Magic Johnson has successfully been investing within inner city communities since his playing days ended with the Los Angeles Lakers 10 years ago. His company Johnson Development Corporation has formed successful partnerships with Loews Theaters, TGIF, Starbucks, and also Washington Mutual Bank. He locates his investments in underserved communities, and is profitable doing so. The reason why Magic is able to do this, is because he understands the markets he is serving. As there are more success stories with development, banks become increasingly more cooperative in lending and giving small business loans, Oliver Wesson owner of a real estate investment vehicle talks of a recent resurgence in a formerly blighted neighborhood in Harlem, NY. “We've got some success stories now. Banks are more interested in lending than they were 10 years ago” (Prince, http://www.entrepreneur.com/mag/article/0,1539,294608,00.html, 4/25). An illustration of this in New York, were statistics provided by the Initiative for a Competitive Inner City (ICIC); which estimated that grocery stores in the inner city outperformed the regional average by 39%. Professor Michael Porter who founded the organization, believes the success lies in the untapped potential, “inner cities are really the last pools of underemployed workers. The growth rate of the workforce is forecast to be less than 1%. You have companies moving into urban cores because that is the best place to access workers that they can retain. This is going to be an enduring trend. It is not just a business cycle” (Porter, http://www.businessweek.com/smallbiz/news/coladvice/trends/tr991011.htm, 4/25). The ICIC also estimates that 15% of inner city residents earn 35K to 50K a year that, is on par with the 17% of all U.S. households in the same category. (http://www.retailtrafficmag.com/mag/retail_urban_magic/, 4/25). Between the higher than projected income and the higher density, it does not seem as risky to invest in these communities. The secret to Magic' success, is that he brings a certain expertise, by providing “great knowledge of real estate in key metropolitan markets and relationships in local communities” (Wendy Beckman, director of Urban Coffee Opportunities, the JDC-Starbucks venture, retailtrafficmag.com/mag/retail_urban_magic, 4/25). Now other investors are following the blue print of Magic Johnson. South Central Los Angeles native Keyshawn Johnson (no relation) is currently a wide receiver for the Dallas Cowboys. Just recently he was given the ICIC National Inner City Leadership Award for the recent investments he has done in South Los Angeles . His company Keyshawn Capital Development was involved in the construction of Chesterfield Square. The $75 million pedestrian shopping center was completed in 2002. His company is currently involved in the construction of Marlton Square, a $123 million mixed-use development, also located in South Los Angeles (www.icic.org).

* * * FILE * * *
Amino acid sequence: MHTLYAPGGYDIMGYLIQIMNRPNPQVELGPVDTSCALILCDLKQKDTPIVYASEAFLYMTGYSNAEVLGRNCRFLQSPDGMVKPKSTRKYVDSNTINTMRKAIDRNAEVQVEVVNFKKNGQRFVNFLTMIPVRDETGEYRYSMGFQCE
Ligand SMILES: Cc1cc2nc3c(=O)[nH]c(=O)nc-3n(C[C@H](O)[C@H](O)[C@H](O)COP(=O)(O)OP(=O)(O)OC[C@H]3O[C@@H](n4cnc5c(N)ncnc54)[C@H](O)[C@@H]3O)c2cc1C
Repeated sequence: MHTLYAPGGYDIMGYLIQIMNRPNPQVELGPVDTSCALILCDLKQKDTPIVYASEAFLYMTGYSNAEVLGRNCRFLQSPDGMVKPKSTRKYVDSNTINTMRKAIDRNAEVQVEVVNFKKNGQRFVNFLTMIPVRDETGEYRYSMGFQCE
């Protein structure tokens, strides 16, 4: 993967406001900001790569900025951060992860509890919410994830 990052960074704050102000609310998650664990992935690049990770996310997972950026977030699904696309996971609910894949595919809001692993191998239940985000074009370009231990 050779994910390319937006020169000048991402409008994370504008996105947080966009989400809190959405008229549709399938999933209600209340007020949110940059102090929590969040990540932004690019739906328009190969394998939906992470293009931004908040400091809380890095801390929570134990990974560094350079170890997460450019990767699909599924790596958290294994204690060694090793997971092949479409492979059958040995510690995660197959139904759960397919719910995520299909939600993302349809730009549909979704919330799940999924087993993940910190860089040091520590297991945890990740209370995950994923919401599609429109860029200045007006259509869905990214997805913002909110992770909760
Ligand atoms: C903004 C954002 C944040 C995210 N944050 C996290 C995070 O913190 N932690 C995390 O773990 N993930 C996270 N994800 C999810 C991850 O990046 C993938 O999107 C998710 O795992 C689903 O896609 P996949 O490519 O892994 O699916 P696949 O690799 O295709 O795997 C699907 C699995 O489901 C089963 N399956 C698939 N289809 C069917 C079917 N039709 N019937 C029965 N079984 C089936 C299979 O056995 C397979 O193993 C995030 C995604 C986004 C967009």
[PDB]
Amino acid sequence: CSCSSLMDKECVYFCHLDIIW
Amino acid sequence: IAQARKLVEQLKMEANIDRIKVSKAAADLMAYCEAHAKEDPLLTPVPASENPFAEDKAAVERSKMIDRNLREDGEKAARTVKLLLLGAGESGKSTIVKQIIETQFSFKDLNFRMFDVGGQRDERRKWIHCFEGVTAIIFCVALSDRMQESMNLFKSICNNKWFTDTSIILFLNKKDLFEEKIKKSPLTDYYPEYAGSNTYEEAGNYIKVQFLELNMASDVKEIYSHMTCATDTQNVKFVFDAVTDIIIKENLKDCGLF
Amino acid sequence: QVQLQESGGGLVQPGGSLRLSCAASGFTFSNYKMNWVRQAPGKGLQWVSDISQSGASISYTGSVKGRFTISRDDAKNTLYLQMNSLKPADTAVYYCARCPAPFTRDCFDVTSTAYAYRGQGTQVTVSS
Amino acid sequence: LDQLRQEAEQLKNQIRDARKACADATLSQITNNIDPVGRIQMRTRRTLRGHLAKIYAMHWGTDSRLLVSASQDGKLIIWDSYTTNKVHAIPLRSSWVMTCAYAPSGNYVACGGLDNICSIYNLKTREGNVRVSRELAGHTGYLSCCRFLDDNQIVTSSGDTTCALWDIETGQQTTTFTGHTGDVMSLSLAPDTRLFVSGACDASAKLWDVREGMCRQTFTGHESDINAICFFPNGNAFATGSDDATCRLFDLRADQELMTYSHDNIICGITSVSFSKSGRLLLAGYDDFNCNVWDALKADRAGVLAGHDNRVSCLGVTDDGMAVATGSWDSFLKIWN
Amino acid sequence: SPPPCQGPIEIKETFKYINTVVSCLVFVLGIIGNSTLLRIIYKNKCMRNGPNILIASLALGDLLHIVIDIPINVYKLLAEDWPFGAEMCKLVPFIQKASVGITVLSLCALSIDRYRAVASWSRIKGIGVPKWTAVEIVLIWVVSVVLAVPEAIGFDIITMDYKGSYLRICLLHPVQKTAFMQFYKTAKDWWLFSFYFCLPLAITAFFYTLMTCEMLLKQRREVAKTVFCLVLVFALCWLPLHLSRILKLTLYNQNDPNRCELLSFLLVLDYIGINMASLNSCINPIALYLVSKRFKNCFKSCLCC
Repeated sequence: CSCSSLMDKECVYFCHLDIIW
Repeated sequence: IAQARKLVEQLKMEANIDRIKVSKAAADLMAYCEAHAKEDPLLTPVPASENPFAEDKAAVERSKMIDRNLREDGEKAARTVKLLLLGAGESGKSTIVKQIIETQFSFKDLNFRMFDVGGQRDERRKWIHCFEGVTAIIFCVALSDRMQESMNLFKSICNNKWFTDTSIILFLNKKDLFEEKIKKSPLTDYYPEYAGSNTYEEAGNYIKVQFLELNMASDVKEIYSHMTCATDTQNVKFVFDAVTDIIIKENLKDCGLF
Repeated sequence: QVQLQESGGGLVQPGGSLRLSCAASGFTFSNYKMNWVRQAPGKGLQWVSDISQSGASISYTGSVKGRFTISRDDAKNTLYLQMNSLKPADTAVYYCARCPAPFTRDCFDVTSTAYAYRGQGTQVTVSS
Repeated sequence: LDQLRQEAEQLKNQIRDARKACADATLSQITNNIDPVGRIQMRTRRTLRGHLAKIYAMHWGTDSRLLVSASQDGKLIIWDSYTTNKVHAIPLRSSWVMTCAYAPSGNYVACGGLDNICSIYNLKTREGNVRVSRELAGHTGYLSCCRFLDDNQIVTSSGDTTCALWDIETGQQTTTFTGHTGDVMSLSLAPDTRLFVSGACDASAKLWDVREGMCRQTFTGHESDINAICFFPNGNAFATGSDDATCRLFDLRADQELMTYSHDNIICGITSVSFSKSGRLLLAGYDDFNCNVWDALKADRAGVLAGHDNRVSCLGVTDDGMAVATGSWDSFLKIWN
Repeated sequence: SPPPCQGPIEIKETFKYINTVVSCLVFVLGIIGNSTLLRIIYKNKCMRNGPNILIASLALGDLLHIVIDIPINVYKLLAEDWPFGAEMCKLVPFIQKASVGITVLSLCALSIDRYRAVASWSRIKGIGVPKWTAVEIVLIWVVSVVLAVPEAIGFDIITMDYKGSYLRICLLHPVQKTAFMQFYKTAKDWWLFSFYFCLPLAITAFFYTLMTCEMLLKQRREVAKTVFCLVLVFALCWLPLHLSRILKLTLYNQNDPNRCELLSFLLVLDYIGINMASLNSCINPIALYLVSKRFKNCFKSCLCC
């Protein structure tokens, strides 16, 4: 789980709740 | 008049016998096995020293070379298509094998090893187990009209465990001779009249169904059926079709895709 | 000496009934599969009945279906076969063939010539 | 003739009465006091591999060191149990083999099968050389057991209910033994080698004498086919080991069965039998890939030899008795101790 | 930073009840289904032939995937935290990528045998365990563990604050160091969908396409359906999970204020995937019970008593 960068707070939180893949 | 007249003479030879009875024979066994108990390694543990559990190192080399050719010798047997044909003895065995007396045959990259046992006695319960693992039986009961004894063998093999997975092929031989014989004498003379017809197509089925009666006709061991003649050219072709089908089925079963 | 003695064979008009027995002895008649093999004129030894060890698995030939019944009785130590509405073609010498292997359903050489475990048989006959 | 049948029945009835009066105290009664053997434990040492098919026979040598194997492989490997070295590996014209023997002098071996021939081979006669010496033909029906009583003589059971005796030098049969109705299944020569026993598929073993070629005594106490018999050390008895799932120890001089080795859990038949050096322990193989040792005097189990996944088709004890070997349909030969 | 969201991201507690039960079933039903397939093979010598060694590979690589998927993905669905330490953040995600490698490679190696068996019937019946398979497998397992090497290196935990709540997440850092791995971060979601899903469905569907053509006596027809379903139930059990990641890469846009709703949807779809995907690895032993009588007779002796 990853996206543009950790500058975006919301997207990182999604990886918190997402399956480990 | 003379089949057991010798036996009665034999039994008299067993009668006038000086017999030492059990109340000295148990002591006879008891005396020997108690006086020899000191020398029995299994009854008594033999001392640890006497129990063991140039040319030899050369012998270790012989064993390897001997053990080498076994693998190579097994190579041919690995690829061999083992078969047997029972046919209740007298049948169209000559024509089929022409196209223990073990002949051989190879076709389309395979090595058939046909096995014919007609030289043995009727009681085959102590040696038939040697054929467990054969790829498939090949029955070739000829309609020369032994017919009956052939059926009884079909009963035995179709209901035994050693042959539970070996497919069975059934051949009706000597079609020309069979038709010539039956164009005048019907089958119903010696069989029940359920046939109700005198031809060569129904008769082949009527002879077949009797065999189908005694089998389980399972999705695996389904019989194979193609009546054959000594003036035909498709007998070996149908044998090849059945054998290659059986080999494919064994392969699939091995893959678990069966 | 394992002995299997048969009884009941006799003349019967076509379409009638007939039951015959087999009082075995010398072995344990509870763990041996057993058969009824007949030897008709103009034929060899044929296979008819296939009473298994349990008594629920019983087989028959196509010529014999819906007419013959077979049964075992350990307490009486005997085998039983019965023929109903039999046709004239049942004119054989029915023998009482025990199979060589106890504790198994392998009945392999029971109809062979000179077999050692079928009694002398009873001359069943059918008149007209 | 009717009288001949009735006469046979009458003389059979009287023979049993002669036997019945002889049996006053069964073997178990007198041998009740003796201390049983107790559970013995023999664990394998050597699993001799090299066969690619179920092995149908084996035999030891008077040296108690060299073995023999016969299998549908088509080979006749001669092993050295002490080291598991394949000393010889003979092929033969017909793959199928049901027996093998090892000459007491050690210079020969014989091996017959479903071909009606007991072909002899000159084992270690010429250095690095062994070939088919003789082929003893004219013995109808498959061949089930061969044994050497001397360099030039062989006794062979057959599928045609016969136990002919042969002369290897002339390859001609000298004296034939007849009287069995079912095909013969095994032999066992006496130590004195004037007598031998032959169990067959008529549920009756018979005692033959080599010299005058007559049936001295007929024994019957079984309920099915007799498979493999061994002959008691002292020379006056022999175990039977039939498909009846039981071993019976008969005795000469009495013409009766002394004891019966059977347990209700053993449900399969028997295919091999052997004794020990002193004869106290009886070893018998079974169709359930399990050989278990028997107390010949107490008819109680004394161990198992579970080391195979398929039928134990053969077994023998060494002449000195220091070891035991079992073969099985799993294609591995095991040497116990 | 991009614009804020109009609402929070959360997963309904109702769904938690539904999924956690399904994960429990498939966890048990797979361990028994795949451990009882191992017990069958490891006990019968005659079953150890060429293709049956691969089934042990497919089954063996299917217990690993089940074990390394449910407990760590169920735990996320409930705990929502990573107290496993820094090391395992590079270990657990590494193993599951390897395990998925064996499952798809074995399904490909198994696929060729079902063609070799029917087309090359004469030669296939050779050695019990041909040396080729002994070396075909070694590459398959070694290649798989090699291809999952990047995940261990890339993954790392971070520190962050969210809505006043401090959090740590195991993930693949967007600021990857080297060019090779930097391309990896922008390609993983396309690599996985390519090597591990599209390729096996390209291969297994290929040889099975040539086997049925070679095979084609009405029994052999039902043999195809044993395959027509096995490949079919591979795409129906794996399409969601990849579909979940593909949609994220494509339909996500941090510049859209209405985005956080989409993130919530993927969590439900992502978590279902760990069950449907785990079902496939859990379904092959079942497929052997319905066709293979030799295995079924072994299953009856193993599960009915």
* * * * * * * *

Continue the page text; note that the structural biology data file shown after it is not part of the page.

The problem that lies with investors not being able to invest in the inner city lies not in their economic analyze of an area, but instead their lack of understanding of a particular market. Magic believes that his race has something to do with him being able to understand urban markets, “Yes, race matters. I've based my business on it. I wanted to show the business world that you can be successful in minority communities. It was uncharted waters and took some convincing. I would drive companies through places like South Central ( Los Angeles ) and say, "I want to bring your business here," and they would look at me like I was crazy. I knew it would work, though” (Magic Johnson, http://www.fortune.com/fortune/smallbusiness/articles/0,15114,551745,00.html ). Until investors understand that urban markets can support businesses other than fast food restaurants and liquor stores, these areas will continue to be ignored. Investors and entrepreneurs like Magic understand the neglected market. They understand that people in these communities can support nice restaurants, grocery stores, movie theaters, and other retails because these are services that communities need. Investors looking strictly at economic indicators could potentially be missing the opportunity to make a profit in a market that is not being served. Magic Johnson and others are showing people the way.
References and Related links:
Big Chains Are Realizing Value of Urban-Area (Article) http://www.findarticles.com/p/articles/mi_m5072/is_16_22/ai_62197569
Los Angeles Business Journal http://www.labusinessjournal.com/
Michael Porter Interview http://www.businessweek.com/smallbiz/news/coladvice/trends/tr991011.htm
Initiative for a Competitive Inner City http://www.icic.org
(W)inner City (Article) http://www.entrepreneur.com/mag/article/0,1539,294608,00.html
Magic Johnson Corporation http://www.johnsondevelopmentcorp.com/
Urban Magic (Article) http://www.retailtrafficmag.com/mag/retail_urban_magic/
Magic Johnson Interview http://www.fortune.com/fortune/smallbusiness/articles/0,15114,551745,00.html
Social Compact http://www.socialcompact.org/
Detroit Economic Growth Corporation http://www.degc.org/
The Brookings Institute http://www.brookings.edu/
Brookings Study http://www.brookings.edu/dybdocroot/es/urban/Weissbourd.pdf